In Shadows & Reflections, Christopher Page deepens his investigations into the effects of light on surfaces and the dialogue between pictorial and architectural space. He conjures a psychologically and philosophically charged exhibition through a dyadic suite of paintings, comprising unnervingly blank 'mirrors' on the one hand, and colourful paintings of framed 'paintings' on the other.
Both series are illusions-entirely flat, oil-painted canvases masquerading as joinery, glass, passe-partout, light and shadow. And yet, these paintings are not trompe l'oeil in the traditional sense. These are hard-edged compositions of 'colour fields' that look as much to Modernist abstraction as they do to Baroque illusion. In Page's hands this combination has a distinctly digital air.
The admixture of abstraction and trompe l'oeil on a single canvas borders on the paradoxical. While trompe l'oeil paintings are of interest precisely because they deny their true surface, masquerading as things which they are not-a fine wooden panel with objects pinned to it, say-Modernist abstractions, by and large, wish to be seen for exactly what they are, namely paint on a surface. And yet, in marrying these strange bedfellows, Page exposes some deep affinities between them. They are both self-reflexive modes of painting (they are paintings about painting), they are life-size and 'in the room' and they both engage the body of the beholder in space as much as the eye and the mind.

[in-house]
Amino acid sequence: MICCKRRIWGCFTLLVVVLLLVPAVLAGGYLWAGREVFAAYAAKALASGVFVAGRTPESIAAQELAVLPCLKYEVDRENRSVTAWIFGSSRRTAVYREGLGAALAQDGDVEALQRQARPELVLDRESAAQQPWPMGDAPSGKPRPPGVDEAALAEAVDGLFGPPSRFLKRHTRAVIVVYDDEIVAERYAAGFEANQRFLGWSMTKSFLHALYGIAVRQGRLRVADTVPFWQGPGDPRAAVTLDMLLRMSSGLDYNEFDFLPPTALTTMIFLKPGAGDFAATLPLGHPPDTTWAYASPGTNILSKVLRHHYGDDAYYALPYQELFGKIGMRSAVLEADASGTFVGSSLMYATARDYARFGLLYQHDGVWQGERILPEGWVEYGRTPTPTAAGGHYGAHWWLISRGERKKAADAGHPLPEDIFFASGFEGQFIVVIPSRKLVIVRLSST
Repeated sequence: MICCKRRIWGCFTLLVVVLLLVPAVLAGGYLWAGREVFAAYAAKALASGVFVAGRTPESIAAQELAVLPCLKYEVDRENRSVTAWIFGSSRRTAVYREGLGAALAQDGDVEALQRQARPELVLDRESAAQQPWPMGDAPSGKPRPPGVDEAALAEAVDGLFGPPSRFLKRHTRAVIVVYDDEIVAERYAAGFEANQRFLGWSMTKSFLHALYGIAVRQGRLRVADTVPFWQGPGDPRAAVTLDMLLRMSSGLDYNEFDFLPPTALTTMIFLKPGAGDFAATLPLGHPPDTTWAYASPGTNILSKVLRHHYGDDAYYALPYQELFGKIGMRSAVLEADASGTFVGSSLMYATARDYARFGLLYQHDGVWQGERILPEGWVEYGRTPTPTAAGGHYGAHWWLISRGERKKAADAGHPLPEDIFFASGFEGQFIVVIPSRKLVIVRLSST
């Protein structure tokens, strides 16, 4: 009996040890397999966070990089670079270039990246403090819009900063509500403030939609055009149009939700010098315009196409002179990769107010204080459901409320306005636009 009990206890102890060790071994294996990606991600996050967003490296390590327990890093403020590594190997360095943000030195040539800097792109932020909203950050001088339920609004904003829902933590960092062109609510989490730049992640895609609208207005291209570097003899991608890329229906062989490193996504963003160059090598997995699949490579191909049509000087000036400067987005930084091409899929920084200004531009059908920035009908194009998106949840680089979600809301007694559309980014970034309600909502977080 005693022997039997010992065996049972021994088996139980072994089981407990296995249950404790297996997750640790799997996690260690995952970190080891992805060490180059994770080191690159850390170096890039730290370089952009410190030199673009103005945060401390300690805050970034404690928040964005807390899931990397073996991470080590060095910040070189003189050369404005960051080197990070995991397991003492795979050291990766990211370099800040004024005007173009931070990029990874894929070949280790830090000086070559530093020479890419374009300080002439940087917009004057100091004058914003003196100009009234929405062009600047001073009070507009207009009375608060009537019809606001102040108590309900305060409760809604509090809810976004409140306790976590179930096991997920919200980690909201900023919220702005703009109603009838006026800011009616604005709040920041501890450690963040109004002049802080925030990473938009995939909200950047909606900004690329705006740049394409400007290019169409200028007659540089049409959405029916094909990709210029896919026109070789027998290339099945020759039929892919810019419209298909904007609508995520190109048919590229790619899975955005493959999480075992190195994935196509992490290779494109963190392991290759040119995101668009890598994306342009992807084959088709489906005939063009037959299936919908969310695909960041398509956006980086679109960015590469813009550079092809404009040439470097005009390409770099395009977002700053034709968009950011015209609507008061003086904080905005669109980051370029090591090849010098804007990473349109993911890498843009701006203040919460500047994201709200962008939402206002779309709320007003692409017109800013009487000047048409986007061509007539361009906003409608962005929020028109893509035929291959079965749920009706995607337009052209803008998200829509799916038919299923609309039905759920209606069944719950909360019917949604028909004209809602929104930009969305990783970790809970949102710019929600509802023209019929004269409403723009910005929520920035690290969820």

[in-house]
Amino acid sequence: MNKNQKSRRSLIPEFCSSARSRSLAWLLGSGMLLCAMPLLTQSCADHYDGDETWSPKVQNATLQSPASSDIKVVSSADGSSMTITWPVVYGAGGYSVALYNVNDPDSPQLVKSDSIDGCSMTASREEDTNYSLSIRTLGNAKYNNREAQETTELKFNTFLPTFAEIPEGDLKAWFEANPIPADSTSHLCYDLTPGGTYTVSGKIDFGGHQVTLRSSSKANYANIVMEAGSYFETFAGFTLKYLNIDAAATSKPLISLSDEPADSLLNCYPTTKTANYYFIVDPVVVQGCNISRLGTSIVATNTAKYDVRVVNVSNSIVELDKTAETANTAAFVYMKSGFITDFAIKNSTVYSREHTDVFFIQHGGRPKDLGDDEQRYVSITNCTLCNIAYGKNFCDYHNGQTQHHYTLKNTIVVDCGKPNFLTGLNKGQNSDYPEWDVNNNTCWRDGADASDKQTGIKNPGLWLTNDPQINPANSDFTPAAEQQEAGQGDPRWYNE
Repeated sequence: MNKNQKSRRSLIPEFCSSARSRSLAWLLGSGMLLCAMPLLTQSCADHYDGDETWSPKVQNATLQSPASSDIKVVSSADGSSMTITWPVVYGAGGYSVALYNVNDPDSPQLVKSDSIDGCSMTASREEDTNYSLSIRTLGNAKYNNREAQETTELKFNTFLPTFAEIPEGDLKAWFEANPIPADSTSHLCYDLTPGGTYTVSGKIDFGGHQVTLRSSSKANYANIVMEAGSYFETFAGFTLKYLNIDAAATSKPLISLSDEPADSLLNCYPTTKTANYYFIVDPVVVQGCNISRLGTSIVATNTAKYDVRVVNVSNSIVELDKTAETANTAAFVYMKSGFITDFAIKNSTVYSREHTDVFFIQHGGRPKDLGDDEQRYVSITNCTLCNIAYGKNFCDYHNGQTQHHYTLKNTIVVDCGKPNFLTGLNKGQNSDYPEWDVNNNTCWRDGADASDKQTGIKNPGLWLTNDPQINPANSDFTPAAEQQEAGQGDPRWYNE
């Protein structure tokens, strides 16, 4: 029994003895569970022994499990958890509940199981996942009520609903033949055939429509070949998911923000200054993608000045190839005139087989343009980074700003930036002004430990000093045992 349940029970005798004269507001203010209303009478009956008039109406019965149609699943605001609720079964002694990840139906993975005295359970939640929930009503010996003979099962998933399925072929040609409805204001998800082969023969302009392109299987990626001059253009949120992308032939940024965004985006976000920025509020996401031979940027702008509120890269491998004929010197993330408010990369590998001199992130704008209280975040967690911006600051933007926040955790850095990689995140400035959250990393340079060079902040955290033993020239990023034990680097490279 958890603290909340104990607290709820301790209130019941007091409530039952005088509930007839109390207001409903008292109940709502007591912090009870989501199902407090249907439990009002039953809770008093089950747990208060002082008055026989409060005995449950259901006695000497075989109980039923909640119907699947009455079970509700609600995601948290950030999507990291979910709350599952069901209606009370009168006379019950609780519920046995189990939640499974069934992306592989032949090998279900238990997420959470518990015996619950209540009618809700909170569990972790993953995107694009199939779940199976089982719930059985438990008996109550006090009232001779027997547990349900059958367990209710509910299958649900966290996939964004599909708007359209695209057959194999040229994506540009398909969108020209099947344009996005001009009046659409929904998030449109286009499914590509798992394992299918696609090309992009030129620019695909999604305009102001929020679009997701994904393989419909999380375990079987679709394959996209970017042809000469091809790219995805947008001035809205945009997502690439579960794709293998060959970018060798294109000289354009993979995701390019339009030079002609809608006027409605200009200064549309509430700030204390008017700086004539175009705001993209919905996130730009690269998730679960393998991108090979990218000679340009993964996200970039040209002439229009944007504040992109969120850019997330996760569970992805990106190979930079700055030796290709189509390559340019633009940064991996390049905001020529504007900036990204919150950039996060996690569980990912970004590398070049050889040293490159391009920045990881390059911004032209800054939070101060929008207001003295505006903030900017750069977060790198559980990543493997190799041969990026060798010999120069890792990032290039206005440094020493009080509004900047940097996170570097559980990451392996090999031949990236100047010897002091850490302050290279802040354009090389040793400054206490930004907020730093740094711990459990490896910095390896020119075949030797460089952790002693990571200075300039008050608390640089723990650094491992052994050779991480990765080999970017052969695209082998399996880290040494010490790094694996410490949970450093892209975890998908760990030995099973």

Page's paintings are both 'in the room' and strangely absent. In the illusory sheen of a mirror, are we looking at a surface that is close to us, or through the surface into deep pictorial space? Perhaps both, or neither. The gestural 'paintings' floating within the phantom frames are in fact painted, gesturally, whilst simultaneously being set back within a virtual space that calls their facticity into question. They are both fact and fiction. It is in this undecidability, in the visual and ontological slippage, that the power of Page's work resides.
While highly conscious of art history, Page's work is ultimately oriented towards the world we inhabit today. His paintings help us to refocus our attention on our everyday visual landscape, where artifice abounds and the legacy of Modernism repeatedly collapses into tromp l'oeil deceptions. This is no more evident than on the screens of our computers and smartphones, whose design language is at pains to appear rational and Modern, whilst also being gilded with the Baroque illusions of virtual depth, false textures, shadows and reflections.
For if Modernist abstraction attempted to make us see the paint for what it is-not look through it, but at it-what does it mean to now reframe this kind of painting within a new illusion? If much Modernist painting was tethered to a wider architectural and political project that hoped to dispense with the illusions of tradition and build society anew on rational grounds, might Page's paintings be seen as a lament at Modernism's failure and subsequent perversion, and at our own acquiescence to the new illusions of a pseudo-Modern world?